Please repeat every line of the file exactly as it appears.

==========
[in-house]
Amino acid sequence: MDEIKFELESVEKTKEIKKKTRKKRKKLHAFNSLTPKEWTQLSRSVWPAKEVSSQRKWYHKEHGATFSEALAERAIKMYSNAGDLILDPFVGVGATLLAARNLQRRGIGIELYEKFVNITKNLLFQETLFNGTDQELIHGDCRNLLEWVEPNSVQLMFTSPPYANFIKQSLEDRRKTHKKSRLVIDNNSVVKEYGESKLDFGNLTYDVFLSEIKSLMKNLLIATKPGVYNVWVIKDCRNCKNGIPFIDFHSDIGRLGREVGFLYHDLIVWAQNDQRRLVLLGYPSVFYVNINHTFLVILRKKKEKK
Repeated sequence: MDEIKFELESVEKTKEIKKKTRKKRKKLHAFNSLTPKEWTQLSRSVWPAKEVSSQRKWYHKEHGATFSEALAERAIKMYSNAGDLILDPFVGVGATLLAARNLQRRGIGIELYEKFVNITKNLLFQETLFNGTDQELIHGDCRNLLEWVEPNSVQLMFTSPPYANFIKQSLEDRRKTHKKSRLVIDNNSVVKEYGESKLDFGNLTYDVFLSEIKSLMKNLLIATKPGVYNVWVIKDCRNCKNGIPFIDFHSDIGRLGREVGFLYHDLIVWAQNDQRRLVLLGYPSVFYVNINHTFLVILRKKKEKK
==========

[in-house]
Amino acid sequence: MDEIKFELESVEKTKEIKKKTRKKRKKLHAFNSLTPKEWTQLSRSVWPAKEVSSQRKWYHKEHGATFSEALAERAIKMYSNAGDLILDPFVGVGATLLAARNLQRRGIGIELYEKFVNITKNLLFQETLFNGTDQELIHGDCRNLLEWVEPNSVQLMFTSPPYANFIKQSLEDRRKTHKKSRLVIDNNSVVKEYGESKLDFGNLTYDVFLSEIKSLMKNLLIATKPGVYNVWVIKDCRNCKNGIPFIDFHSDIGRLGREVGFLYHDLIVWAQNDQRRLVLLGYPSVFYVNINHTFLVILRKKKEKK
Repeated sequence: MDEIKFELESVEKTKEIKKKTRKKRKKLHAFNSLTPKEWTQLSRSVWPAKEVSSQRKWYHKEHGATFSEALAERAIKMYSNAGDLILDPFVGVGATLLAARNLQRRGIGIELYEKFVNITKNLLFQETLFNGTDQELIHGDCRNLLEWVEPNSVQLMFTSPPYANFIKQSLEDRRKTHKKSRLVIDNNSVVKEYGESKLDFGNLTYDVFLSEIKSLMKNLLIATKPGVYNVWVIKDCRNCKNGIPFIDFHSDIGRLGREVGFLYHDLIVWAQNDQRRLVLLGYPSVFYVNINHTFLVILRKKKEKK